Q: Was revealing your own life story difficult?
Memoir is a very weird genre for a reporter because you’re investigating your own life. And more to the point, this is private life, off the record. You are giving yourself license to depict friends, loved ones and all these unguarded, shared moments. That’s a big arrogation.
Q: You were itinerate for a decade. What made you stop?
From the time I was a teenager, I was a compulsive traveler for about 15 years. I used to hitchhike coast to coast in three days. Just the idea of moving soothed the adolescent anxiety in me and felt like a crash course in everything. I realized when I was about 30 and trying to settle down, that meant to stop having jobs. I’d had many, many day jobs. I said, “That’s it. No more jobs. You’re going to now make a living by writing.” I’ve stuck to it. At The New Yorker, I have a contract, but it’s not a “job” job. Nobody tells me what to do.
Q: How did those years traveling and surfing shape you as a writer?
The years I spent moving and living in different cultures and countries actually served me very well when I started doing a lot of international reporting. I’m quite used to coping with new places and quickly learning the rudiments of a new language, quickly learning local geography – how to get around, how to get on with people, how to get people talking to me. At another level, with surfing, there’s more to surfing than meets the eye. You have to understand a patch of ocean, what the waves are doing, in a way that requires a lot of attention, especially waves of some consequence. A lot of long-form journalism is similar in broad outline. You’ve got to understand what makes this place work, what’s the story I can tell, and – not to be corny – but what’s the wave I can ride and how do I ride it.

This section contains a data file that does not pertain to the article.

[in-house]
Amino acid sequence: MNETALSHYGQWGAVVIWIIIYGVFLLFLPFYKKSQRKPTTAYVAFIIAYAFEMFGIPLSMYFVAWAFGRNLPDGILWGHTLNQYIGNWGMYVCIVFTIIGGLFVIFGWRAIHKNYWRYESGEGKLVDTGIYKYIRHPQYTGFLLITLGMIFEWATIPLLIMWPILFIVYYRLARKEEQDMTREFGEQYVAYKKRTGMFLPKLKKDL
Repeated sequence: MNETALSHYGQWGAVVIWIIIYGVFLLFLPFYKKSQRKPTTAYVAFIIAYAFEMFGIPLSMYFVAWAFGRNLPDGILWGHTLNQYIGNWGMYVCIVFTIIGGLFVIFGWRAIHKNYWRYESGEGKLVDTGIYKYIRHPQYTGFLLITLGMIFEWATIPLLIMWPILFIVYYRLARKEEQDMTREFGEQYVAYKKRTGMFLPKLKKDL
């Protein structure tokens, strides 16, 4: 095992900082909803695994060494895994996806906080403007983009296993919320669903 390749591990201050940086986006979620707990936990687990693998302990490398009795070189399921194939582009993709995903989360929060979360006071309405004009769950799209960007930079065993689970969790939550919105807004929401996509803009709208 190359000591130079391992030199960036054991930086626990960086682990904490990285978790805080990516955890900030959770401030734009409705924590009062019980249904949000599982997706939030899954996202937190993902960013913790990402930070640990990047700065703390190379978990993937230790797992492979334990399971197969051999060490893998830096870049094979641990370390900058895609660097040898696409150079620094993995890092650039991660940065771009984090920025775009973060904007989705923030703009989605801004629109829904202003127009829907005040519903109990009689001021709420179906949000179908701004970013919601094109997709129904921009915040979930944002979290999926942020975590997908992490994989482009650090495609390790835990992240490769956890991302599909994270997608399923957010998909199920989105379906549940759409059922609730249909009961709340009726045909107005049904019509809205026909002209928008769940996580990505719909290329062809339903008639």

Q: What career advice would you give to kids who feel called to writing?
I would say do it, don’t just talk about it, and see where it takes you and if you can stick with it. Because a lot of making your career in writing is suffering through the apprenticeship and the drought of recognition and the no money and wondering if it’s ever going to end. Wondering if you have the talent and grit and resilience. There’s a lot of rejection that comes with this field.